Last Chance for the Alphabet Forest (until next year)

Today is Last Chance Day at the Minnesota State Fair.  It’s your last chance to eat state fair food on a stick, to ride the rides on the Mighty Midway, or wander through the giant sea of fair-goers until next year.  Perhaps most importantly for families with young children, it’s the last day to win a blue ribbon by collecting fair words a la The Fabulous Fair Alphabet by Debra Frasier.

Ms. Frasier started the Alphabet Forest at the 2010 fair as a way to highlight literacy at the fair.  She writes on her web site,

“I write and illustrate books for children but my real work is to spread the joys of literacy everywhere I go. Developing innovative ways to strengthen vocabulary acquisition for young people is at the heart of my mission. “

I was privileged to work in the Alphabet Forest this past Friday afternoon & evening.  I watched families make banners with fair letters, color alphabet ferris wheels, and get their photos taken in the alphabet photo booth.  It was awesome.  The best part, though, was getting a chance to talk about books to parents and teachers who came to the Forest with their kids.  We paged through the picture books excitedly talking about how they could be used in a classroom and the amazing group of local children’s book authors we have right here in Minnesota, including the featured author of the day Catherine Thimmesh, whose book Friends: True Stories of Extraordinary Animal Friendships is very adorable.  Today’s author is Catherine Urdahl.  Her book, Polka Dot Fixes Kindergarten, is a great choice for new kindy kids.

 

My little one enjoyed the activities:

 

She also enjoyed “helping” me sell the books:

All in all, it was a great day at the fair.  :)

See more about the Alphabet Forest in this video or read about my adventures at last year’s state fair.

On the Day You Were Born’s Lasting Connections

On the Day You Were BornMy heart is poetry, but my world is explained by science. I want my daughter to know that both are important in our family. There is no better book to show her how science and poetry can co-exist than Debra Frasier’s On the Day You Were Born.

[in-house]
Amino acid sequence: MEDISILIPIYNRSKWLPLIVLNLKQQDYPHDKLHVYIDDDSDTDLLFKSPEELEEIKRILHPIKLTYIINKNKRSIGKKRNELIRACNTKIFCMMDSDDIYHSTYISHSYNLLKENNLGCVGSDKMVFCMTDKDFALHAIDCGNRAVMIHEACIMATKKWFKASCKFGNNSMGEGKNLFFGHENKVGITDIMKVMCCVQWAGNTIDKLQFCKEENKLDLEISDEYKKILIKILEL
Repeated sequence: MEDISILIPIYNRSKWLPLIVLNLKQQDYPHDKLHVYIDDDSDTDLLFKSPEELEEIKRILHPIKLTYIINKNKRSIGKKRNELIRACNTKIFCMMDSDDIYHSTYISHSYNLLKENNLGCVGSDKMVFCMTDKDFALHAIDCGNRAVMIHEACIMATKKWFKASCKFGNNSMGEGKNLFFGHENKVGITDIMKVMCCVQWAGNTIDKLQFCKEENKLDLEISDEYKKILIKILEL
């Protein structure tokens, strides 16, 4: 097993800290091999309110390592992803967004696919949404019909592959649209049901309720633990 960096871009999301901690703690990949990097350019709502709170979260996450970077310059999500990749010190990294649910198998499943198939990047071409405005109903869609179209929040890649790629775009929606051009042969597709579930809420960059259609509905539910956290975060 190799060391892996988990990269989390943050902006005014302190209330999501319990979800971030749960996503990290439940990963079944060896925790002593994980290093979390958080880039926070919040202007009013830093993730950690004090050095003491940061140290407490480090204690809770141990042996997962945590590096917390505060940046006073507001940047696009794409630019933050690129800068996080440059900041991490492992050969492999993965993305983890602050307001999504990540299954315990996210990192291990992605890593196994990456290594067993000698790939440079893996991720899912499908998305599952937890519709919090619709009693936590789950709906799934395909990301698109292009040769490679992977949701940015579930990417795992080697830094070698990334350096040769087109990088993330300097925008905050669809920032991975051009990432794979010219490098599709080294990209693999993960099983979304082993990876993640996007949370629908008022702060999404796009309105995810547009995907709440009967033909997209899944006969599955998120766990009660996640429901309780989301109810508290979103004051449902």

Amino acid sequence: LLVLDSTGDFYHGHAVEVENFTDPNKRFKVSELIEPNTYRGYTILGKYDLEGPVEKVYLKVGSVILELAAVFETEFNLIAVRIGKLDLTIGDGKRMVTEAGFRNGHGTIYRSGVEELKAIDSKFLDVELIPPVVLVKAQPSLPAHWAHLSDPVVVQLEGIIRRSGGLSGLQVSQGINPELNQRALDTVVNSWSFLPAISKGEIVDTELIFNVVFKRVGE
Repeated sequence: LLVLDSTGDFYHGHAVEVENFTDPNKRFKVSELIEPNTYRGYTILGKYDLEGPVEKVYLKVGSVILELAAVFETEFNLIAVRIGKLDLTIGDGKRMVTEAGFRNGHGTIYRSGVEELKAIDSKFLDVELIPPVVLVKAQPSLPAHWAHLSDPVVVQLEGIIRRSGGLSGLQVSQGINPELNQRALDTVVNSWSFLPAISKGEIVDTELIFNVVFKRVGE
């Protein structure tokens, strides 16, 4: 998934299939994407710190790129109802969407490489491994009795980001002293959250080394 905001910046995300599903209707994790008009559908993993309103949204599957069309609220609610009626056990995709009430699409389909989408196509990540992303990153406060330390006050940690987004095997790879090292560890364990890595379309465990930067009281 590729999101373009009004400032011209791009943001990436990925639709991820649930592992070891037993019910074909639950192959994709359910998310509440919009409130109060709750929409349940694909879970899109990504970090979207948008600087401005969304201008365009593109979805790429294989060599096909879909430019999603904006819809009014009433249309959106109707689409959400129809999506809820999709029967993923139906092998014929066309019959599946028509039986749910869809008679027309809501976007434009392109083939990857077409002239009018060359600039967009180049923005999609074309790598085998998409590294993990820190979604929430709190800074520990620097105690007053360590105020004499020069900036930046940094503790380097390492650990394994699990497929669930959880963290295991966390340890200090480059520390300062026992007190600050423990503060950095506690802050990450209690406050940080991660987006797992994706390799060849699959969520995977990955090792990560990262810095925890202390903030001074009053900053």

OTDYWB is twenty years old this year, and it remains a favorite of many families and a popular baby shower gift. The text imagines a world in which the animals and the earth all celebrate the birth of a child, and along the way it introduces scientific ideas gently to even the youngest of readers/listeners.

My family owns the board book version, which ends with the birth of the baby, but the hardcover includes several pages of back matter that gives more information on the natural phenomena covered in the story/poem from gravity and tides to photosynthesis and more. There are so many possibilities with this book. It could be a poetic look at a baby’s birth or a jumping off point for a larger discussion about nature.

The poem really came alive for my preschooler as we watched it performed by the Heart of the Beast Pupper Theater at a local library recently. She was delighted at the baby spinning on the earth and the interactive elements of the show (water and confetti were splashed on the audience). I appreciated that the performers introduced the various unusual intruments they used (harmonica, zyls, slide whistle, etc) to the young audience at the end of the performance. They also talked about how they made the puppets with simple materials–cardboard, paper mache–so that kids could try to make similar creations themselves.

If you have the opportunity to see the performance, I highly recommend it. Or put on your own performance with these stage directions from the author’s web site. I also really like the idea of creating your own version of the book. What was happening in nature on the day your child was born? Was it day or night? What season was it? Look for opportunities to connect books (not to mention science, nature, and poetry) to your child’s personal experience.


More book recommendations about religion and science on the For Secular Families page.